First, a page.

Micro-credentials provide educators with recognition for the skills they develop throughout their careers. Earners receive a shareable digital badge that enhances their resume and validates their unique skills. All micro-credentials issued on Digital Promise’s Micro-credential Platform are Open Badges, which has been important for the growth of the micro-credentialing ecosystem.
Mozilla created Open Badges in 2011 with funding from the MacArthur Foundation and a network of partners (including Digital Promise) committed to incorporating this technical specification.
An Open Badge is three things:
If a badge lacks one of these components, it’s not an Open Badge. For example, if there is no information about the badge issuer embedded into the badge, it cannot be verified by a third party.
A community of contributors has since driven the Open Badges movement. Because of these efforts, badges have gained widespread interest and adoption by policy, technology, and education stakeholders, and are providing ways to recognize learning beyond traditional credentialing systems.
Open Badges empower individuals to take their credentials with them wherever they go, building a rich picture of their lifelong learning and achievements journey.
Imagine you’re starting a new job, for example, and want to communicate that you can teach computational thinking. With an Open Badge, you can share evidence of your competencies with your new employer, who can then easily verify your skills.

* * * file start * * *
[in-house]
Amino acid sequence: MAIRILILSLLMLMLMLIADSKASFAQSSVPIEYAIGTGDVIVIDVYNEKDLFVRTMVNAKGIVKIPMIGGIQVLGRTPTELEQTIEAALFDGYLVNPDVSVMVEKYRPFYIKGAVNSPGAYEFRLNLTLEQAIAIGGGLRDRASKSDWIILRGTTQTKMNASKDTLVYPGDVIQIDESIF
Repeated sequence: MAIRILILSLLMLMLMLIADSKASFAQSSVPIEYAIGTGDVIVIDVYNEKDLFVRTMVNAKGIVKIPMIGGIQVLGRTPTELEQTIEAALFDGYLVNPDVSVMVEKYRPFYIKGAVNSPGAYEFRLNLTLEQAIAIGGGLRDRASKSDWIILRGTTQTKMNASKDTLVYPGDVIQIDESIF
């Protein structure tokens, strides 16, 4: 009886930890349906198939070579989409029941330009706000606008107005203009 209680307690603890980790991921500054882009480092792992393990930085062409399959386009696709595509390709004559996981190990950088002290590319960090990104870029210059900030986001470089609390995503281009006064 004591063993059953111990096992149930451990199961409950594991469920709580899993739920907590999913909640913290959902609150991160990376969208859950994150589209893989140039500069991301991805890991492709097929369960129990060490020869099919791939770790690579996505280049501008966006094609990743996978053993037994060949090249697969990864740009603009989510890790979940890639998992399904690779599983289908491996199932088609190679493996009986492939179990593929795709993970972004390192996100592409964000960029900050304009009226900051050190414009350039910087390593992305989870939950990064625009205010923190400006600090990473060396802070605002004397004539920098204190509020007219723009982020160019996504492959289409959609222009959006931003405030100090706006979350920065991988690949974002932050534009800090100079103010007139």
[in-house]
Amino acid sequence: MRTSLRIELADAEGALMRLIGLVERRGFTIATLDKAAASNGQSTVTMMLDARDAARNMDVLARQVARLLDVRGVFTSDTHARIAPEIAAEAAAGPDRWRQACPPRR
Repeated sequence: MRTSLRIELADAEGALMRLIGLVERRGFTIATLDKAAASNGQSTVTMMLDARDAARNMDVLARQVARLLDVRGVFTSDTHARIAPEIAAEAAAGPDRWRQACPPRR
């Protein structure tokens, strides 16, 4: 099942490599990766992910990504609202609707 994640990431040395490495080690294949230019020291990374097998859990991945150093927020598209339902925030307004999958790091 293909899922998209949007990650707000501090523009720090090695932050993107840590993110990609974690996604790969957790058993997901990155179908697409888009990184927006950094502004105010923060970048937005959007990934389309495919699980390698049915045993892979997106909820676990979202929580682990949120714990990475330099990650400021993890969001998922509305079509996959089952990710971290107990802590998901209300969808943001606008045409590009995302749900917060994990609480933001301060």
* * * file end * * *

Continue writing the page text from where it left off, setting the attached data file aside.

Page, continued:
Technically speaking, each micro-credential awarded to educators through Digital Promise’s platform is aligned to the Open Badges 2.0 (OBv2) specification. When compared to alternative forms of credentialing, OBv2 offers more robust and reliable capabilities to users in the education and employment marketplace.
Open Badges are:
If you want to verify your badge, the first step is to download it from the platform where you earned it. If you’re having trouble finding where to do that,reach out to the customer support team from that platform. This embedded image must be downloaded as a PNG image file. (Note: Your badge should download as a PNG file by default.)
Once you have your badge, complete the following steps:
If the badge is valid, the badge checker will let you know.
If your badge isn’t valid, you’ll see a different image, similar to the one below.
If your badge is valid, congratulations! You can share your badge universally and feel confident that current and future employers can verify your competencies. If your badge is not valid, contact the platform provider where you earned the micro-credential and request an Open Badge.
In your communication include:
If you cannot obtain an Open Badge from your platform provider, contact email@example.com for support in obtaining an Open Badge.